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I'm confused on what you're saying. Watt consumption does not directly equal energy loss in the form of heat; when comparing different cards.
Yes it does
Quote:
Originally Posted by pandemonium
Efficiency in architecture of the card and how it processes data, design of air flow and volume of air flow (or heat dispersal via water cooling) modify those numbers. The comparison comes into play for purposes of cooling the heat generated (A/C costs).
Actually electronics are basically nearly 100% efficient at transferring electricity to heat. Even if you don't want to believe me, its very easy to see why the column is useless by applying some common sense.

The first and easiest way to show that GPU temperature isn't really related to power consumption as you are suggesting is to stick your finger into your GPU fan while running furmark. Its not suddenly using a crapton more power because the fan stopped.

Another fun example is to use different scales of temperature. What if we measured temps using something madeup called a BATTSECKS unit. The freezing and boiling point of water in the BATTSECKS scale is -50* and 50* respectively. The idle temperature of a 5770 is 313.15 degrees Kelvin, or -10.15* BATTSECKS. According to the same math as your chart, a 5770 uses negative heat when idling. While the values don't mean anything since power consumption again has nothing to do with GPU temperature, at least use the Kelvin scale so you don't get outputs that break the laws of physics.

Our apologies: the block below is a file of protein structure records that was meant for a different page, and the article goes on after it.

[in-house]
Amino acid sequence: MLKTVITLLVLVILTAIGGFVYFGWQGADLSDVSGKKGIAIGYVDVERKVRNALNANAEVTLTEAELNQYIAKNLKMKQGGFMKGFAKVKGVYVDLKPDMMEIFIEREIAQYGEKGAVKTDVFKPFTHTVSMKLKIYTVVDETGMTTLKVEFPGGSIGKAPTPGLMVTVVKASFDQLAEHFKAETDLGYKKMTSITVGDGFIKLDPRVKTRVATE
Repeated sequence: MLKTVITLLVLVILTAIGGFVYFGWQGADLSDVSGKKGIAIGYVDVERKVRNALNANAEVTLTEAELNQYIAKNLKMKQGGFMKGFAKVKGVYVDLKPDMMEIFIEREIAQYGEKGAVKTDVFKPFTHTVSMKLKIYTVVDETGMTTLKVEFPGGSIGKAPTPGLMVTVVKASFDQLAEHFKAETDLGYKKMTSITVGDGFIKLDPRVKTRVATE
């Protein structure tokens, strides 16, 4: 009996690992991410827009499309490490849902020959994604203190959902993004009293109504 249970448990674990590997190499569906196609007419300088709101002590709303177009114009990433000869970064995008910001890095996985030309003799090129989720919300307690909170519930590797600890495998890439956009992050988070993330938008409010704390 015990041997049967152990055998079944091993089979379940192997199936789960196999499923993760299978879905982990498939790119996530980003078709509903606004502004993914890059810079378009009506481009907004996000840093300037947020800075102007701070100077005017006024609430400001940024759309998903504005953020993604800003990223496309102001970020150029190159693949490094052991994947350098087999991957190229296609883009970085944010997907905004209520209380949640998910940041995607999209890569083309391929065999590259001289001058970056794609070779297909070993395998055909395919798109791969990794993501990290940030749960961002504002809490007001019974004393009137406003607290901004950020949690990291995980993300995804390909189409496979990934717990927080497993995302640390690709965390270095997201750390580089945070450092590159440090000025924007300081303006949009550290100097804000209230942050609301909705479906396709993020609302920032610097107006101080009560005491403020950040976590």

Lets look back at the load temps for a bit. A GTX 480 gets up to 94*C in Crysis. Adding a second card for SLI brings it up to 96*C. If we are using the same metric that Heat produced = GPU temperature, that second card only adds 2.1% more heat.
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Old 08-26-2011, 05:25 AM   #87
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I understand where you're going, Ben, and you're right. I'm definitely not disputing Joule's first law or anything here. The point I'm trying to make is that no two cards are equal when it comes to their productivity versus the energy consumed - then in parallel - the heat dispersed.

I'll try to example what I'm saying. In order to keep the comparison as objective as possible, I'll pick 2 cards that have nearly the same Load noise levels. This is to reduce the comparative amount of heat dispersal that is being done by heat-sinking and fan assemblies. I'm not comparing FPS directly between these two cards, but relating their performance measures based on how much energy they consume and the heat retained on the card; baselined by their ambient dB levels. They're the HD5870 in CF and GTX470 (non-SLI).

Per the 8-20-11 charts:
-HD5870CF averages 97.55FPS, uses 460 watts under load, runs at 61.7 dB and 80°C.
-GTX470 averages 58.16FPS, uses 366 watts under load, runs at 61.5 dB and 93°C.

The HD5870CF is generating a higher FPS than the GTX470 (+39.39FPS), it's using more energy (+94 watts), runs .2 dB louder (negligible for this comparison), and runs 13°C cooler. Can you tell me that the .2 dB increase in ambient volume makes up for the 13°C difference in heat dispersal? Will an increase of 39.39FPS and 94watts consumed scale even remotely close to a drop in 13°C against other card comparisons? If heat dispersal efficiency (even at a negligible audible level of +.2 dB) is the only consideration for weighing Watt/FPS against Heat/FPS, then how is this possibly so adverse against other comparisons?

Does that make sense?
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Old 08-26-2011, 07:23 AM   #88